Ocean said...

This song just came to my head, so this will be my response. We all go through trials and tribulations, let's stand together. Nothin good comes easily, sometime you have to fight. Today, green is the color of my energy.

"Let them all pass all their dirty remarks (One Love!);
There is one question I'd really love to ask (One Heart!):
Is there a place for the hopeless sinner,
Who has hurt all mankind just to save his own beliefs?

One Love! What about the one heart? One Heart!
What about - ? Let's get together and feel all right
As it was in the beginning (One Love!);
So shall it be in the end (One Heart!),
All right!"

wolfa said...

On the other hand, there are times when some people -- though having it bad -- don't have it as bad as other people. It doesn't make it easier: your own hell is always worse. But sometimes it's also good to see the parts of our lives which *aren't* worse, where we are better off than others, even if they're better off in other areas, because it's important to see the good too.

(This is not about the current situation, just a general thing.)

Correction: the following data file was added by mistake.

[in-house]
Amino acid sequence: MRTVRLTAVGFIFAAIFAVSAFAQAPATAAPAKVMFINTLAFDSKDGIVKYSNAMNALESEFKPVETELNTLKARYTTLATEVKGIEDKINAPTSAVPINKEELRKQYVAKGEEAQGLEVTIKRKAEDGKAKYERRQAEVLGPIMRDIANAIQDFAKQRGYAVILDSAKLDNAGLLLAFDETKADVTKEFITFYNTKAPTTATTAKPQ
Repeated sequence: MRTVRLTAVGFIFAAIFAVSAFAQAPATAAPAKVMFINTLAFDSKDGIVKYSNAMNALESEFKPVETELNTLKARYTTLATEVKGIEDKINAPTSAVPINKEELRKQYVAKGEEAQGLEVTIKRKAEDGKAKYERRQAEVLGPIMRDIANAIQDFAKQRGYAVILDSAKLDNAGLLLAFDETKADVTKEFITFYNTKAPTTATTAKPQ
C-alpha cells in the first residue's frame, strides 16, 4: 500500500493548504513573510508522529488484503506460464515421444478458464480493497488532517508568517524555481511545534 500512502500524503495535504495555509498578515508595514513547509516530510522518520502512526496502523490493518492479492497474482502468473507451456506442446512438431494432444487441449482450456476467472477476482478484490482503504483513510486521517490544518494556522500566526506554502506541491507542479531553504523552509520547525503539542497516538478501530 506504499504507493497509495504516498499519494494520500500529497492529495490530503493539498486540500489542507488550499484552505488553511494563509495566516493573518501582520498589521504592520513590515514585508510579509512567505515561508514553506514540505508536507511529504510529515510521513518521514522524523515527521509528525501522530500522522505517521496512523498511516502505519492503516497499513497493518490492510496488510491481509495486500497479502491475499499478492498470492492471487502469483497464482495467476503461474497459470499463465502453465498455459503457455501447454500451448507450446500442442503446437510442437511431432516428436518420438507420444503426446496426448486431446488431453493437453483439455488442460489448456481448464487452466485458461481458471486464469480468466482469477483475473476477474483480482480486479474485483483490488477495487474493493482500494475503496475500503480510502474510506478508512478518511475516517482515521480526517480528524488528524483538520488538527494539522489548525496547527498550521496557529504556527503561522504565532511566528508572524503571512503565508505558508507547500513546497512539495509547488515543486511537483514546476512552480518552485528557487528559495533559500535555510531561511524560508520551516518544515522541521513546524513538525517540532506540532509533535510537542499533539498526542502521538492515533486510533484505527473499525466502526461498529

jo(e) said...

Turns out that the comment I accidentally deleted wasn't Jim's -- oh, well. Apologies to whoever got deleted .... feel free to re-post.

Terminaldegree said...

Thanks so much for writing this.
When I was in grad school, one of my married friends used to tell me how much harder her life was than mine. I should add here that she did not have kids, she worked part-time, and her husband supported them in fine style. He provided the health insurance. He did the taxes. He fixed the cars. He did the laundry so she could study. He was a great guy, and I was genuinely glad she had such a great support system. But I couldn't figure out why she'd say, on a regular basis, "Don't take this the wrong way...but life is easier for you because you are single." (She said it once about 12 hours after I'd broken up with my longterm boyfriend.)